How the inhabitants of Uvalde see their city: “Everyone knows each other”

On Wednesdays, the El Progreso Memorial Library in Uvalde closes at 6 p.m. sharp, and on that day the director wanted to lock up so he could arrive in time for a prayer vigil across town.

But about 15 reporters were at the tables, having found a quiet place with a reliable internet connection to work in, and San Antonio children’s book author Chris Scoggin was busy signing the 300 books he planned to donate to the library.

Mendell Morgan therefore opened the lobby of the building and invited them to stay after closing time.

“We appreciate the outpouring of compassion for our community and the way people, I think in a very sensitive way, are trying to tell this untold story and help the community begin to heal,” Morgan said. “I want to support that.”

Life in the close-knit town of Uvalde changed Tuesday when a gunman killed 19 children and two teachers at Robb Elementary School and injured scores more. Other cities where mass shootings have taken place have become synonymous with these tragedies, but people like Morgan cling to what they value most about where they call home — and they want people who pay so much attention to Uvalde now know these things about it. , too.

“I feel like I have a purpose to be here, and the people are very nice and supportive in every way,” he said.

Uvalde is a town of over 15,000, the seat of a mostly rural county of the same name with a total population of less than twice that number. The city’s population is predominantly Hispanic.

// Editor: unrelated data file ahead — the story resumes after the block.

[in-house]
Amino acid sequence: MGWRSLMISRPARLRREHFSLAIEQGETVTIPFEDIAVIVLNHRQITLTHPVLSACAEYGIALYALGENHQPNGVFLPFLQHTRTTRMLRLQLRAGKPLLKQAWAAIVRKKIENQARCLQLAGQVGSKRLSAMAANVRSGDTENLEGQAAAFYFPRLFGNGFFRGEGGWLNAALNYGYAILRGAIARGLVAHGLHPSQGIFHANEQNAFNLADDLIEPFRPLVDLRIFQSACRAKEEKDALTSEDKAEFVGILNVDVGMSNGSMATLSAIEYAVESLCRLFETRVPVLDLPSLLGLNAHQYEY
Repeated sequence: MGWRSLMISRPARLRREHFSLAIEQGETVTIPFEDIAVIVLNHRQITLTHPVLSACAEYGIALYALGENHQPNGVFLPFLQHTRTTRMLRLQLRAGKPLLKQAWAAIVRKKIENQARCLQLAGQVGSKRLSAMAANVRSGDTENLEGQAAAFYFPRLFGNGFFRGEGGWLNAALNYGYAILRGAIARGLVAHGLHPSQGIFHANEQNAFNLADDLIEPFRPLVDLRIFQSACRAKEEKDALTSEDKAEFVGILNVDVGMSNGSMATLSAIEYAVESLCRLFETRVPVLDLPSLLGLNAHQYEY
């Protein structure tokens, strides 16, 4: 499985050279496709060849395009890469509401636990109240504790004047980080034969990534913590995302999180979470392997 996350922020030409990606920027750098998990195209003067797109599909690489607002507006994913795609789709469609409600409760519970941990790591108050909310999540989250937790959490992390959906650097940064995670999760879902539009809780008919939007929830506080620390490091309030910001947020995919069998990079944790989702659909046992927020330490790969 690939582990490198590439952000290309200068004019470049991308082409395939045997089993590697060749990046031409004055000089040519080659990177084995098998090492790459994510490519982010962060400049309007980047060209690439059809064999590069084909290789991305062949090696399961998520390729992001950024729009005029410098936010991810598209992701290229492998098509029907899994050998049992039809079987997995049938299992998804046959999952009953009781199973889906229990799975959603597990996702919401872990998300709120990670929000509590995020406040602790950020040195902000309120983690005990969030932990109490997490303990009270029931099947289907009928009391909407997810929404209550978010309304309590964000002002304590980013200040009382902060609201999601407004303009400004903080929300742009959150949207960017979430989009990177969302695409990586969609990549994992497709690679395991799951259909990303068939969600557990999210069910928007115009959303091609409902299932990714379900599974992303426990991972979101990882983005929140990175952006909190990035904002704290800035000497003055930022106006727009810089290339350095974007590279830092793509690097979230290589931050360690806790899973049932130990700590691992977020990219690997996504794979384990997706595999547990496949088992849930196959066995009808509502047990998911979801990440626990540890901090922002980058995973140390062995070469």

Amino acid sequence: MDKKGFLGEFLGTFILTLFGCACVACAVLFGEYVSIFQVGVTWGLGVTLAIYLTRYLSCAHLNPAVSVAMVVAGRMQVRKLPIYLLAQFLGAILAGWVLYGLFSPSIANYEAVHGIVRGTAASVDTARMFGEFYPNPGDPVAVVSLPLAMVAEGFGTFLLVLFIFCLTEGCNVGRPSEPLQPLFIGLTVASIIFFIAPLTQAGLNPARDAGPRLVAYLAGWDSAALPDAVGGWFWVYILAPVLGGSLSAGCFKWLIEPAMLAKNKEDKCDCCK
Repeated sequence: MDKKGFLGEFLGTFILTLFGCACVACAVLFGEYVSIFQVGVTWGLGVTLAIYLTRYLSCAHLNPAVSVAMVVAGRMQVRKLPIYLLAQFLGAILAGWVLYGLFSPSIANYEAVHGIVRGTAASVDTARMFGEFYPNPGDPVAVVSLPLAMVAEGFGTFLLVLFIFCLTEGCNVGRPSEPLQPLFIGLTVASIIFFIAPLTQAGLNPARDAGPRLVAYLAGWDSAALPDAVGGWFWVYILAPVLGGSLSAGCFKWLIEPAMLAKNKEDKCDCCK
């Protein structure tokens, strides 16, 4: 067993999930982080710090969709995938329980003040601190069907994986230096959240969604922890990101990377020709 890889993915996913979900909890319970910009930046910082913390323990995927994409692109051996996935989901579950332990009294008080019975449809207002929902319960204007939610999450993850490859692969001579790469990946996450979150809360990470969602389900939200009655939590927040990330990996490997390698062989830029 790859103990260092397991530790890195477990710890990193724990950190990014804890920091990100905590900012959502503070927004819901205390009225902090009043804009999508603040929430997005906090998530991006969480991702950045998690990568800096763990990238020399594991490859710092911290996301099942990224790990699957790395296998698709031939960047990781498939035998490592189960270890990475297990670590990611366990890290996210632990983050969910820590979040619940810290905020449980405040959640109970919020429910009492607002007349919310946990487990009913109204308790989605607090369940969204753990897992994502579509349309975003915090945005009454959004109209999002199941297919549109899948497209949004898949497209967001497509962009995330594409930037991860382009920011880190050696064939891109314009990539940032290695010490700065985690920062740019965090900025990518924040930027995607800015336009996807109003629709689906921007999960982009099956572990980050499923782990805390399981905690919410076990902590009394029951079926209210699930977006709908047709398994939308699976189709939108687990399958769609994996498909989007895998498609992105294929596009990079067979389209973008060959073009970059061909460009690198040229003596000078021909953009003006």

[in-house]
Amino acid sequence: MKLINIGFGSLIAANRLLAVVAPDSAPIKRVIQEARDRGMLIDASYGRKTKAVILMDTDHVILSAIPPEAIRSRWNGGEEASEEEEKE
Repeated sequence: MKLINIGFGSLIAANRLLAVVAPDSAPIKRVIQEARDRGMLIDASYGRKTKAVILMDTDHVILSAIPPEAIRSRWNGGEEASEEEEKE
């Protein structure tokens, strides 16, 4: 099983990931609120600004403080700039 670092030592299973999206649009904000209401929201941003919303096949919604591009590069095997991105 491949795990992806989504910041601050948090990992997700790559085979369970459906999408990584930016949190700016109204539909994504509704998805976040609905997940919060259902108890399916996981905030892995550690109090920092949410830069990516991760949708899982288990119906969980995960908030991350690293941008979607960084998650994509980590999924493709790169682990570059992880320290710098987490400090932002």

busy intersection

Located 80 miles west of downtown San Antonio and 54 miles from the US-Mexico border, Uvalde straddles the Hill Country and Coastal Plains regions and is a gateway to chaparral country.

The 7.6-square-mile city also sits at a literal crossroads where two of the nation’s longest highways — US Highway 90 running east-west and US Highway 83 running north-south — intersect.

“It’s of course a center for ranching and agriculture, and that’s really what’s made it grow over the years,” said Don Carleton, executive director of the Dolph Briscoe Center for American History. ‘University of Texas at Austin, which oversees the Briscoe-Garner Museum in Uvalde.

But those major thoroughfares keep it busier than other cities in Texas, he added.

The library and museum are only a few blocks from where the freeways converge. On both sides of Highway 90 there are motels and restaurants, the usual outlets including an HEB and Walmart store, a few high-end local merchants, and a 66-bed hospital serving multiple counties.

At the El Taco Madre food stand on Evans Street, Mike Palacios sells street tacos, nachos and other Tex-Mex favorites. In recent years, Palacios said, Uvalde has kept crime to a minimum and is mostly a peaceful place. Once a Predominantly white city, it has become “a melting pot” with a thriving Hispanic community, he said.

“We’re just a small community that sticks together,” said Palacios, who has lived in Uvalde for 14 years. “You drive down the road, and the car in front says hello, and everyone is really friendly.”

Uvalde is also home to a branch of Sul Ross State University and Southwest Texas Junior College. The city has its own well-developed airport and an active chamber of commerce, founded in 1920.

Employment in educational services, health care and social assistance accounts for the largest number of jobs (22%), according to the Uvalde Area Economic Development Foundation, followed by agriculture, forestry, fishing and mining (12%). The median household income is $31,185.